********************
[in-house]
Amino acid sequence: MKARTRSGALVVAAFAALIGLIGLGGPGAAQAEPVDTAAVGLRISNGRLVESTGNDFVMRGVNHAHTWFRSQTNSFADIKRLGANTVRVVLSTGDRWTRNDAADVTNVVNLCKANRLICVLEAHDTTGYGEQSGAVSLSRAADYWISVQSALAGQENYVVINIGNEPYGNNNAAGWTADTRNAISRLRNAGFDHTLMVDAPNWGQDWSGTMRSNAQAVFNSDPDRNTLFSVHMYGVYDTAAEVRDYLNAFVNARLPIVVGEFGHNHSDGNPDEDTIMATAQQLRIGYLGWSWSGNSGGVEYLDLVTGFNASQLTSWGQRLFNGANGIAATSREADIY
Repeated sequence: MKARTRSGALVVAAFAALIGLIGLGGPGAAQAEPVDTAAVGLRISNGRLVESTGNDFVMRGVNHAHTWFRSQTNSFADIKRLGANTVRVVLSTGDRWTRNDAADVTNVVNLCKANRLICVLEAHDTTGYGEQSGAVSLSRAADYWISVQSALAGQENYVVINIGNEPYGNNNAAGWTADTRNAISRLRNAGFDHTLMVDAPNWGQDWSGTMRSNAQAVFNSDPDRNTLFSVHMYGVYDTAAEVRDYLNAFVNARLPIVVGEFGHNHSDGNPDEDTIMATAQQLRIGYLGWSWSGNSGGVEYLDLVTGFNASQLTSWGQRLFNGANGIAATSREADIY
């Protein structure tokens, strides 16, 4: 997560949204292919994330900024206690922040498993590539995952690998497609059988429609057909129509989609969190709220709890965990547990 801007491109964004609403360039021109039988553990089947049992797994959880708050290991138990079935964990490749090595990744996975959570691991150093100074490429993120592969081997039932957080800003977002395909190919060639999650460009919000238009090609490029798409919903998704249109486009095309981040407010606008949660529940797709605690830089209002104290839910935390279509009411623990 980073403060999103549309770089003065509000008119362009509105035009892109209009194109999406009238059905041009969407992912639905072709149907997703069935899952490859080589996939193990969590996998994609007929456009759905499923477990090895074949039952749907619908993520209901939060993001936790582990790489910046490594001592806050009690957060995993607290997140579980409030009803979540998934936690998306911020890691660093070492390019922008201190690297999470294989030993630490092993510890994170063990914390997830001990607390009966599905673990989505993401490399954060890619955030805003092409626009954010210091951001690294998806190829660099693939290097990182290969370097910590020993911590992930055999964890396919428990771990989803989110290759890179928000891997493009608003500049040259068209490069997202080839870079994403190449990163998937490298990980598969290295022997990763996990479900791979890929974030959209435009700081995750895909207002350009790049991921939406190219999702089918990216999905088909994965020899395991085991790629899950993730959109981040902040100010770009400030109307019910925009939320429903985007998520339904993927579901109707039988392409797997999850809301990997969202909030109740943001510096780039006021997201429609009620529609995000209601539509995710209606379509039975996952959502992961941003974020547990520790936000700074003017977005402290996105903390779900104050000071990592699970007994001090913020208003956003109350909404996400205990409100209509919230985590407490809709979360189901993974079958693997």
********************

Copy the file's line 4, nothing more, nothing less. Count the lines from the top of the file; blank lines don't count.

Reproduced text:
């Protein structure tokens, strides 16, 4: 997560949204292919994330900024206690922040498993590539995952690998497609059988429609057909129509989609969190709220709890965990547990 801007491109964004609403360039021109039988553990089947049992797994959880708050290991138990079935964990490749090595990744996975959570691991150093100074490429993120592969081997039932957080800003977002395909190919060639999650460009919000238009090609490029798409919903998704249109486009095309981040407010606008949660529940797709605690830089209002104290839910935390279509009411623990 980073403060999103549309770089003065509000008119362009509105035009892109209009194109999406009238059905041009969407992912639905072709149907997703069935899952490859080589996939193990969590996998994609007929456009759905499923477990090895074949039952749907619908993520209901939060993001936790582990790489910046490594001592806050009690957060995993607290997140579980409030009803979540998934936690998306911020890691660093070492390019922008201190690297999470294989030993630490092993510890994170063990914390997830001990607390009966599905673990989505993401490399954060890619955030805003092409626009954010210091951001690294998806190829660099693939290097990182290969370097910590020993911590992930055999964890396919428990771990989803989110290759890179928000891997493009608003500049040259068209490069997202080839870079994403190449990163998937490298990980598969290295022997990763996990479900791979890929974030959209435009700081995750895909207002350009790049991921939406190219999702089918990216999905088909994965020899395991085991790629899950993730959109981040902040100010770009400030109307019910925009939320429903985007998520339904993927579901109707039988392409797997999850809301990997969202909030109740943001510096780039006021997201429609009620529609995000209601539509995710209606379509039975996952959502992961941003974020547990520790936000700074003017977005402290996105903390779900104050000071990592699970007994001090913020208003956003109350909404996400205990409100209509919230985590407490809709979360189901993974079958693997």